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World's First Wood Furnace
"We don't advertise and try not to spend a lot of money on frills," says Carl Johnson, inventor and manufacturer of the world's first furnace designed specifically to burn wood efficiently. "At least I think it's the world's first. If there's another one, I've never heard of it," he told FARM SHOW.
Word of mouth advertising from satisfied owners of his Juca wood furnaces has triggered a steady stream of orders from such scattered areas as Texas, California and most Northern states. Johnson sells them for about $350 each, depending on the model, and builds them out of extra-heavy gauge steel with double welds. "I've had many offers from people wanting to sell them for two or three times their value. But my conscience won't let me do that," he explains. "We only make about $50 profit on each sale and that barely covers day-to-day living expenses. If I make the cost too high, people who really need them won't be able to afford them."
Johnson thinks the nicest features of his new-style furnace are that you only have to fire it 3 or possibly 4 times a day and not at all at night and being able to see the fire just like a fireplace.
"Last winter, it only took four cords of wood to heat our 2,900 sq. ft. farm home," he points out. "We have very little insulation, regular windows and no thermopanes. We also have three times more windows than a normal house."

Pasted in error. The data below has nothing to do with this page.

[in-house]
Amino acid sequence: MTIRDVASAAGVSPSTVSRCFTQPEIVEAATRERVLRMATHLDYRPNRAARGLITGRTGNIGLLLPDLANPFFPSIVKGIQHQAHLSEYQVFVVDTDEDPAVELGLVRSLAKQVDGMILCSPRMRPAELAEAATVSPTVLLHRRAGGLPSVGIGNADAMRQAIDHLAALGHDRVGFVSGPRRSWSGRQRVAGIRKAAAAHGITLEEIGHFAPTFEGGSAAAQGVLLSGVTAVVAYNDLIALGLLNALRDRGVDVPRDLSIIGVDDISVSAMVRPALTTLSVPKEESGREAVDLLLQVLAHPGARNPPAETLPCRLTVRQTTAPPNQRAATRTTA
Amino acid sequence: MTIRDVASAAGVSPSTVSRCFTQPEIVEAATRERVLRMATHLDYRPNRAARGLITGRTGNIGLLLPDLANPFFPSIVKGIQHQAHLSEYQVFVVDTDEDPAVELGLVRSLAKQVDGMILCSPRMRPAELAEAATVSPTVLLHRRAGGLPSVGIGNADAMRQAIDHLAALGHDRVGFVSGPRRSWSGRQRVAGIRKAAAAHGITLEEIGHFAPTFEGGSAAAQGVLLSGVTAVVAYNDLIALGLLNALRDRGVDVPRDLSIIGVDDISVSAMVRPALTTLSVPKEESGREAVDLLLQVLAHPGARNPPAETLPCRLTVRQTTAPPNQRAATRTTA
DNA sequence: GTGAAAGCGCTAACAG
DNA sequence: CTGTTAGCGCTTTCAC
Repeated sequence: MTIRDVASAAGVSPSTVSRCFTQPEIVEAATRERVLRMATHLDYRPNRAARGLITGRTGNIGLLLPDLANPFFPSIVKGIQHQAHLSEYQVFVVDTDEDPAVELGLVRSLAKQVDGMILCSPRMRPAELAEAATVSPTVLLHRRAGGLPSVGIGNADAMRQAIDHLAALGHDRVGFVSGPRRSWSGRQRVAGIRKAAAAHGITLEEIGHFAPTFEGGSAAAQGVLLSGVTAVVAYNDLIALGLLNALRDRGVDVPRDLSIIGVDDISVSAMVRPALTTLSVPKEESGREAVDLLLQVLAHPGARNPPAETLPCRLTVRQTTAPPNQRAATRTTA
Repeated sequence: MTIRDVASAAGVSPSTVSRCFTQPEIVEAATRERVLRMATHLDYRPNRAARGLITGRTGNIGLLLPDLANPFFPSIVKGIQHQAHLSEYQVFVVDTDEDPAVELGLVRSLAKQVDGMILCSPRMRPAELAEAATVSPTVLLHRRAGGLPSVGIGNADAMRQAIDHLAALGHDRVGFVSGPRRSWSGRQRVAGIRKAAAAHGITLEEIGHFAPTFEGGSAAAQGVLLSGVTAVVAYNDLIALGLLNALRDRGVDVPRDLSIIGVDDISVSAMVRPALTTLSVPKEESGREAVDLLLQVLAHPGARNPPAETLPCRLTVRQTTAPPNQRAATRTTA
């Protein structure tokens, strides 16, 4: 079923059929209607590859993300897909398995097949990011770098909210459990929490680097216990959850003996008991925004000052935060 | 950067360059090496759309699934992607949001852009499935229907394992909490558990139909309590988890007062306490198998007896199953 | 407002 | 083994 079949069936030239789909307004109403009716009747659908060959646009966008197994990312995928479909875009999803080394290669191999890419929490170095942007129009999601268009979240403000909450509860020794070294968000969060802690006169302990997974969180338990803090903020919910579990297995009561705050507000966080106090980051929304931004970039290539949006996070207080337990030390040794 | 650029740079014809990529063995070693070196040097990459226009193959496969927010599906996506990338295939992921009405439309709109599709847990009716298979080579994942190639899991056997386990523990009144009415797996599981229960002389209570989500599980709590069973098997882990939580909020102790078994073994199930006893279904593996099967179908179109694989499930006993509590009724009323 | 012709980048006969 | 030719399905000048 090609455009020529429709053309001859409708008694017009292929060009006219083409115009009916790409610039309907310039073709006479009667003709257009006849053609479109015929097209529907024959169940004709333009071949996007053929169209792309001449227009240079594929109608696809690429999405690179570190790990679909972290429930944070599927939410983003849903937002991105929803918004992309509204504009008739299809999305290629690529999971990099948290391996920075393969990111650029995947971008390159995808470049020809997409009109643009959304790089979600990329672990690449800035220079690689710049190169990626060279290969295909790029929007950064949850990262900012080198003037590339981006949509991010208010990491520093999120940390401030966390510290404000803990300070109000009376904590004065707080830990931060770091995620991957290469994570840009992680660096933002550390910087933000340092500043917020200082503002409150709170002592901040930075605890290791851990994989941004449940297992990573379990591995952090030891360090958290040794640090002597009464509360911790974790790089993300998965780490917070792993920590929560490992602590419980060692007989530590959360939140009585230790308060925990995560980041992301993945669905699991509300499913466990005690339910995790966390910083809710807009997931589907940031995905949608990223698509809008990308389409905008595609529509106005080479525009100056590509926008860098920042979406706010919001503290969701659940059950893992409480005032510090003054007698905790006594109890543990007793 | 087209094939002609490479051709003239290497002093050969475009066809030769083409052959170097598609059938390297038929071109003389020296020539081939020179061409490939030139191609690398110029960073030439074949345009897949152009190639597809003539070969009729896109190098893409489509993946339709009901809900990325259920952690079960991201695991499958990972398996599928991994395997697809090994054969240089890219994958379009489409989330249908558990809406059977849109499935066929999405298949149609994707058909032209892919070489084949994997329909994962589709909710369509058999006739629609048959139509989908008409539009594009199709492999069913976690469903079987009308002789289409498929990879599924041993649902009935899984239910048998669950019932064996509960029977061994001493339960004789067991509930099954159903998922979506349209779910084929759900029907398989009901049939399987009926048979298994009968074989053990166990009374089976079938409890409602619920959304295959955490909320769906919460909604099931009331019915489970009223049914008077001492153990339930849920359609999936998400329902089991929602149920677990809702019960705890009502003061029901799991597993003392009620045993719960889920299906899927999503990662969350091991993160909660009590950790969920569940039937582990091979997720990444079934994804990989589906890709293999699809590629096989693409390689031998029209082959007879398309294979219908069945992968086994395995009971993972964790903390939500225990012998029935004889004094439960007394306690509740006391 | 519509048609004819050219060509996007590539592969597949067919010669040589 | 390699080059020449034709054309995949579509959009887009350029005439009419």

Juca furnaces, available in three models, are designed for maximum efficiency (up to 80 or 90%), heating the entire house (by connecting to the existing duct system), and safety (you can touch the outside without getting burned). They are custom built to a point and are made of heavy 11 and 12 ga. steel with an outer shell of 14 ga. Their 80-90% efficiency rating compares with Ben Franklin wood stoves at 25 to 35%, 7 to 15% for built-in fireplaces and 40% for central wood-coal furnaces.
"The high efficiency of the Juca has important side benefits," explains Johnson. "For example, a much smaller fire can be used, allowing longer burning time typically 8 to 12 hours. This slow fire gives very constant heat output over this period and there's still plenty of heat to start new logs. With a slower fire, combustion is very complete, leaving very little ashes. We clean our model C-3 about once every three or four weeks of constant use. Another advantage is that heat is forced to the floor, making corners of each room as warm as the center, and the floor as warm as the ceiling."
Johnson cites these additional features:
Automatic operation: "The built in circulating blower operates like a furnace blower, with the same safety controls. You build a fire and, in a few minutes, there is enough heat and the blower turns on. When the fire dies down, it shuts off."
Automatic shutdown: On models C-3 and F-3, the draft for the fire automatically closes down if, for any reason, they overheat. This means that if you build too big a fire, or if the blower should malfunction, the unit remains safe. You can override it to operate as a normal fireplace."
For more details, contact: FARM SHOW Followup, Carl Johnson, Juca, Inc., Rt. 1, Box 299, North Judson, Ind. 46366. (ph. 219 896-3235).

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1977 - Volume #1, Issue #1